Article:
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Small School leads to Big Opportunity

By Matthew Golden
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Chattanooga's Nick Tiano looks to join the likes of former FCS quarterbacks Carson Wentz and Jimmy Garoppolo by establishing a successful NFL career.

Around this time every year, the hype and speculation of the NFL Draft reaches its peak as mock drafts,
big boards, and player rankings are being released by what seems like the minute.

While hundreds of players at their respective positions prepare mentally and physically for what’s to
come, it seems like there is always an additional spotlight placed upon the quarterback group heading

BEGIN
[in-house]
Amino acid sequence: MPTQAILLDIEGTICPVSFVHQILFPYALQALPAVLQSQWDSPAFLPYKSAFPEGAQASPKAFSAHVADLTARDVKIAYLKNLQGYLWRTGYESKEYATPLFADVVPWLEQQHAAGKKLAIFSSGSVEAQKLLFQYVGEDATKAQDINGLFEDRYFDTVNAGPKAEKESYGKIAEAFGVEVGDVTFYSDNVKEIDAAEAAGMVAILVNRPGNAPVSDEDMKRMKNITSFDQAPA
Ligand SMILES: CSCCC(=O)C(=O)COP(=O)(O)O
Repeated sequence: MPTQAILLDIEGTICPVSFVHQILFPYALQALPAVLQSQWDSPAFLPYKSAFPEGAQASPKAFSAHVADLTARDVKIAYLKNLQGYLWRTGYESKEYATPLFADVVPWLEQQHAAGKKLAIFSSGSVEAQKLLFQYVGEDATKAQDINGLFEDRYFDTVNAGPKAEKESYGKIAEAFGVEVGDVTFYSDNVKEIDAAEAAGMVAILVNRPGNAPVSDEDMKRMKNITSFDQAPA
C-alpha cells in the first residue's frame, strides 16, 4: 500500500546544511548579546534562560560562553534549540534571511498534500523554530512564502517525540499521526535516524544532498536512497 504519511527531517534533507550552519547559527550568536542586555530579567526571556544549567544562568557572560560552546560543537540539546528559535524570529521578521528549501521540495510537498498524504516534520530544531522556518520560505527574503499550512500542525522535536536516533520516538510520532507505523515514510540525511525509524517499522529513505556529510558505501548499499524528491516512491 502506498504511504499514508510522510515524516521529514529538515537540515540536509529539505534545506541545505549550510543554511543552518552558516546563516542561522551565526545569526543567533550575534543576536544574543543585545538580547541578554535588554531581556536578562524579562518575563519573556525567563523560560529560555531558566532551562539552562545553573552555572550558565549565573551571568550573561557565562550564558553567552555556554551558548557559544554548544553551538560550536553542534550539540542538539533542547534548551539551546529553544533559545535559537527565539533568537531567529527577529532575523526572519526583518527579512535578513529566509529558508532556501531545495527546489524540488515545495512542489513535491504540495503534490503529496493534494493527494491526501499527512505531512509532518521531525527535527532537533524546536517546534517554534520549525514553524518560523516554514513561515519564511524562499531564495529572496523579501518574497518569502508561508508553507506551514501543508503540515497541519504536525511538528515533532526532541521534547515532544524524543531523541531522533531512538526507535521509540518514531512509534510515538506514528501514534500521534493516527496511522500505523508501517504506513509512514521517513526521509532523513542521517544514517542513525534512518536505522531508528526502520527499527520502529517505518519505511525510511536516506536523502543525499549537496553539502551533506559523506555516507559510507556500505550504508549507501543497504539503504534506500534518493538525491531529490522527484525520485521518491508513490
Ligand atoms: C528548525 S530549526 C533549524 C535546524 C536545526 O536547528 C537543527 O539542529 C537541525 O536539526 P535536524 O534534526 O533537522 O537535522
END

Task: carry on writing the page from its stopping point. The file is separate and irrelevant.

into late April.

In a class headlined by 2019 Heisman winner Joe Burrow and 2018 Heisman runner-up Tua Tagovailoa,
there is an obvious buzz around the future signal callers and where they may end up.

With guys like Burrow, Justin Herbert, Jordan Love, and Jake Fromm being household names heading
into the draft, it’s easy to get lost in the mix and forget about some of the less known, proven talents
across college football.

While we’ve seen FCS level quarterbacks like Carson Wentz and Jimmy Garoppolo pick up heavy
attention ahead of the NFL draft, it isn’t very common that these “small school" prospects garnish enough
buzz to get selected to the NFL Draft.

Next in line to potentially represent the FCS and smaller school quarterbacks across the nation in the
NFL Draft is former Chattanooga standout Nick Tiano.